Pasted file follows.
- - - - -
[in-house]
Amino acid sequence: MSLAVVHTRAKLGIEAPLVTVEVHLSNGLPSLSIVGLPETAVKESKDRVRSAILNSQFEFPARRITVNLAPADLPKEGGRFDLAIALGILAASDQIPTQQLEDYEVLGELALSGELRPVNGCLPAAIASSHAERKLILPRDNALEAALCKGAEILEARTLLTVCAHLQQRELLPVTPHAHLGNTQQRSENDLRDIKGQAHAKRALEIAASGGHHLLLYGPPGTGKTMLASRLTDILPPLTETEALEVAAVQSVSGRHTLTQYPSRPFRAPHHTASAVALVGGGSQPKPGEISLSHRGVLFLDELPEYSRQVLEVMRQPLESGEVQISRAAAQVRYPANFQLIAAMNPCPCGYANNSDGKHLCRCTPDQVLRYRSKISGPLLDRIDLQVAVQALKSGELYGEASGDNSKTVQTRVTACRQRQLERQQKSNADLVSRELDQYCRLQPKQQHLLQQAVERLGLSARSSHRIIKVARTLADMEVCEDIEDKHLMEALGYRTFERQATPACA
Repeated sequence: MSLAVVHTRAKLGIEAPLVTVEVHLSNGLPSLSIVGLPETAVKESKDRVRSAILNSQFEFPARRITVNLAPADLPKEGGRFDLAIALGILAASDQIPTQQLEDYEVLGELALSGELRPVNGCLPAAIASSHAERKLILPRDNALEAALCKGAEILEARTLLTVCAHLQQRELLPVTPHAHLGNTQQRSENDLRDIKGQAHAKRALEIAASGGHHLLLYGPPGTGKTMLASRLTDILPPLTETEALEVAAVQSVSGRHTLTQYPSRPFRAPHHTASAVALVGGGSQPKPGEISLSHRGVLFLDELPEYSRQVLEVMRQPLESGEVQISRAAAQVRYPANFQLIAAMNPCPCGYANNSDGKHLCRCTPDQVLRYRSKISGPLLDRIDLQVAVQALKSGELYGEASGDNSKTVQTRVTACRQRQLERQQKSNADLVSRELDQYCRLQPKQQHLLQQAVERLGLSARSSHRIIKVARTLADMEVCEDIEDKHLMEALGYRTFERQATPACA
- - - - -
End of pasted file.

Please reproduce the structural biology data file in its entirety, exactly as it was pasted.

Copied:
[in-house]
Amino acid sequence: MSLAVVHTRAKLGIEAPLVTVEVHLSNGLPSLSIVGLPETAVKESKDRVRSAILNSQFEFPARRITVNLAPADLPKEGGRFDLAIALGILAASDQIPTQQLEDYEVLGELALSGELRPVNGCLPAAIASSHAERKLILPRDNALEAALCKGAEILEARTLLTVCAHLQQRELLPVTPHAHLGNTQQRSENDLRDIKGQAHAKRALEIAASGGHHLLLYGPPGTGKTMLASRLTDILPPLTETEALEVAAVQSVSGRHTLTQYPSRPFRAPHHTASAVALVGGGSQPKPGEISLSHRGVLFLDELPEYSRQVLEVMRQPLESGEVQISRAAAQVRYPANFQLIAAMNPCPCGYANNSDGKHLCRCTPDQVLRYRSKISGPLLDRIDLQVAVQALKSGELYGEASGDNSKTVQTRVTACRQRQLERQQKSNADLVSRELDQYCRLQPKQQHLLQQAVERLGLSARSSHRIIKVARTLADMEVCEDIEDKHLMEALGYRTFERQATPACA
Repeated sequence: MSLAVVHTRAKLGIEAPLVTVEVHLSNGLPSLSIVGLPETAVKESKDRVRSAILNSQFEFPARRITVNLAPADLPKEGGRFDLAIALGILAASDQIPTQQLEDYEVLGELALSGELRPVNGCLPAAIASSHAERKLILPRDNALEAALCKGAEILEARTLLTVCAHLQQRELLPVTPHAHLGNTQQRSENDLRDIKGQAHAKRALEIAASGGHHLLLYGPPGTGKTMLASRLTDILPPLTETEALEVAAVQSVSGRHTLTQYPSRPFRAPHHTASAVALVGGGSQPKPGEISLSHRGVLFLDELPEYSRQVLEVMRQPLESGEVQISRAAAQVRYPANFQLIAAMNPCPCGYANNSDGKHLCRCTPDQVLRYRSKISGPLLDRIDLQVAVQALKSGELYGEASGDNSKTVQTRVTACRQRQLERQQKSNADLVSRELDQYCRLQPKQQHLLQQAVERLGLSARSSHRIIKVARTLADMEVCEDIEDKHLMEALGYRTFERQATPACA